What should be taken into consideration when giving out the most prestigious award in any sport?
by Pranav Arun
The MVP title in all sports is awarded to the player considered the most “valuable”, and it is the most prestigious award given. The previous regular-season MVP for the NBA was Giannis Antetokounmpo of the Milwaukee Bucks. The previous winner in the NFL was Aaron Rodgers of the Green Bay Packers. In the MLB, Freddie Freeman and Jose Abreu won the honor in the American and National League. All of these players won the award because they are considered the most “valuable” to their team in the league. But what does valuable mean? Does it mean having the best stats in the league, being the piece that helps the team finally win, or being the rallying point for growth and improvement of a team?
This is where the Trilemma is presented: Should the prestigious MVP award be based on the best stats that a player has, should it be based on the number of wins a player brings to a team, or should it be dependent on the role a player plays on growth and improvement of a team?
Stats Decide Value in Sports
Many people argue that statistics should be the deciding factor in MVP conversations and GOAT conversations. The GOAT is an abbreviation of Greatest of All Time, and MVP is an abbreviation for Most Valuable player. The GOAT is unofficial, but is of all time, and the MVP is an official yearly award. Stats show the productivity of a player in all sports and are important in grading players. For example, in the NBA, high scoring averages in limited minutes for a player indicate that the player should be given more time to play. Stats can show the productivity and talent of a player, but it cannot show other defining traits that are associated with value, such as leadership. It is important to look at averages as well as totals when looking at stats because players have to be consistent as well as consistently available to be regarded as valuable. A good example of stats being important in MVP races is Patrick Mahomes in the 2018-19 season, who won MVP while throwing for the second-most yards in the NFL and throwing for the most touchdowns, according to ESPN. His team did not make it to the Super-Bowl, but he still won the award in his breakout season.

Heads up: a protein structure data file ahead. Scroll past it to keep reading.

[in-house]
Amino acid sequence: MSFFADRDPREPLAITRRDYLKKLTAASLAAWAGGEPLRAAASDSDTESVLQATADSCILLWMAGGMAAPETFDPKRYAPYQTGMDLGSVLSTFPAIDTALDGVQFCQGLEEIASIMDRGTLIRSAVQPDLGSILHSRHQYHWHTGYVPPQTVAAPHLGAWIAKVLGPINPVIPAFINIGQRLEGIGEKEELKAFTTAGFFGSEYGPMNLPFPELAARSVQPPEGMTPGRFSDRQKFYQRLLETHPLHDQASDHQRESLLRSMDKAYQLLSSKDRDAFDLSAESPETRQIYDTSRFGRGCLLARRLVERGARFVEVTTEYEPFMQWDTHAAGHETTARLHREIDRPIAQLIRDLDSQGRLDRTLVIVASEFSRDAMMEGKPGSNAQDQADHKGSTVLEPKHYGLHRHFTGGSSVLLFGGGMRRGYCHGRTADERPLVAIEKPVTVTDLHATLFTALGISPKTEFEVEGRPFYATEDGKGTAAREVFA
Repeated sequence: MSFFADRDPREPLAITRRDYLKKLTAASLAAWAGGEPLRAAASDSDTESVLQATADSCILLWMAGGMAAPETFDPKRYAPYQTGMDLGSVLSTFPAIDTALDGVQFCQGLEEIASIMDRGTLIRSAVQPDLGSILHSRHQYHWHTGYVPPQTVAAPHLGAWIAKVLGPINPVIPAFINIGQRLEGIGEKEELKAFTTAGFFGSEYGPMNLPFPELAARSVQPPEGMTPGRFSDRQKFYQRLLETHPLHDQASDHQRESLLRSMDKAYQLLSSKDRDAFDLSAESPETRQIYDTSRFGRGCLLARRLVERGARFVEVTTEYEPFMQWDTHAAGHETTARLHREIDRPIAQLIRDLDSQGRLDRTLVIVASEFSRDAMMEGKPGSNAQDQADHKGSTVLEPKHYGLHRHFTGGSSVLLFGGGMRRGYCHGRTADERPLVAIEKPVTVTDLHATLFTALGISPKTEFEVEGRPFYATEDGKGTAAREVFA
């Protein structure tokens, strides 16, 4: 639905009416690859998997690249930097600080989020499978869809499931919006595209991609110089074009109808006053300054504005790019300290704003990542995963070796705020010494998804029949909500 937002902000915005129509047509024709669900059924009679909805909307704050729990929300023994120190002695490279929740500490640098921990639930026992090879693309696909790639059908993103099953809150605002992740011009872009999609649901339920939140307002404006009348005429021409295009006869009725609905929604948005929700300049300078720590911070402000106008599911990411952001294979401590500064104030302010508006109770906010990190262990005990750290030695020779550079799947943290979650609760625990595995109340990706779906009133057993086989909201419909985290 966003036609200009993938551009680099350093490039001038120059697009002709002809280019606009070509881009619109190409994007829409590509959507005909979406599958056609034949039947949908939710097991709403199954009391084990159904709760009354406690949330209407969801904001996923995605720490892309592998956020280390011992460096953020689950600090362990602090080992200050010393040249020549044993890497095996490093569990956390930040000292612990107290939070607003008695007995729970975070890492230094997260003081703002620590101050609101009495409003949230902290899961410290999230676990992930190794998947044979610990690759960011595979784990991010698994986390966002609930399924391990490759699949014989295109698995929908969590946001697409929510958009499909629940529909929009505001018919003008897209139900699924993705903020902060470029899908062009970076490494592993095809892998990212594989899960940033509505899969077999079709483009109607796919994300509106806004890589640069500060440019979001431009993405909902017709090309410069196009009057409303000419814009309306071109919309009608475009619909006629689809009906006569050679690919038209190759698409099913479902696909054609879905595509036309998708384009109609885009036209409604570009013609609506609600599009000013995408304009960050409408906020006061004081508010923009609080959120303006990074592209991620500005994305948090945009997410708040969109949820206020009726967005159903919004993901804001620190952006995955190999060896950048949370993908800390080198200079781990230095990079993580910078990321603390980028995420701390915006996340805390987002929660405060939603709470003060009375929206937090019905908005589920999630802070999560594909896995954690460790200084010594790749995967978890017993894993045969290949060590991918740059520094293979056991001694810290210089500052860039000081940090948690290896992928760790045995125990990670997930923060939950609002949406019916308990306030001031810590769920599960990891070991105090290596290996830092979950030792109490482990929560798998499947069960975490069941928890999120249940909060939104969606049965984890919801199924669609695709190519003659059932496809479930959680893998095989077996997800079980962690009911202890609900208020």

Winning Decides Value in Sports
It is also argued that winning should decide who takes home the MVP award, and it is a valid argument. Many of the greatest players to play in the NBA, such as Charles Barkley, Allen Iverson, and Patrick Ewing never have won a championship, and this shadows their careers. The same thing can be said for NFL quarterbacks such as Dan Marino and Jim Kelly, who are faces of the game. Although these quarterbacks may have better career stats and are arguably more talented than Tom Brady, Tom Brady is still the GOAT (basically all-time MVP) because he has a whopping 7 rings. Tom Brady’s longevity of his career should also be considered, but the point is that winning is important to be memorable and successful. This is why this side argues that winning should be the deciding factor in MVP conversations, not stats or leadership. Stats may show talent, but only winning show the value of a player according to this side. Players such as Lebron James and Steph Curry, consistent winners, probably would be considered more for MVP awards in the NBA if this side decided the MVP winner.
Growth and Improvement Should Decide MVP Winners
The third side in this Trilemma argues that the leadership and improvement in a team should decide the MVP in all leagues. A good example of something this side would argue is Chris Paul for MVP. Before Chris Paul came to the Suns, they were a team consistently ranking at the bottom of the NBA. His leadership and maturity as well as the growth of the players along him brought the Suns to become the 2nd best team in the NBA right now. If you don’t believe that Chris Paul’s leadership matters, you can look back to what happened in Oklahoma City after he left. When he was there, they were a playoff team, but now they are one of the worst teams in the NBA without him. Chris Paul and other veteran players that make the players around them better are some of the most important players in the NBA because they can lift teams from good to great, from the lottery to 7th seed. This type of value in a player usually is evident when they switch teams, and you observe what happens to the teams that they leave and go to. This way of looking at the MVP is observed mostly in basketball because that is the sport where team chemistry and leadership are most important. The chemistry of a team starts with the point guard, the person who passes the ball the most, and this is why Chris Paul is an important name for a lot of young teams wanting to go to the next level with their squad. This can also be observed in why quarterbacks almost always win MVP in the NFL. Quarterbacks are usually the ones in the huddle who call the plays, the ones who give the speeches in the locker rooms to motivate the team, and the players who get the most praise and hate when a team wins or loses. They are credited greatly with improvement, team growth, and team maturity. Even if you are an average quarterback in a winning team with a star running back, you are still more likely to win the MVP than that running back because of all of the leadership brought by you. In conclusion, this side is the side that is usually not thought about when talking about MVP, but it is still very important.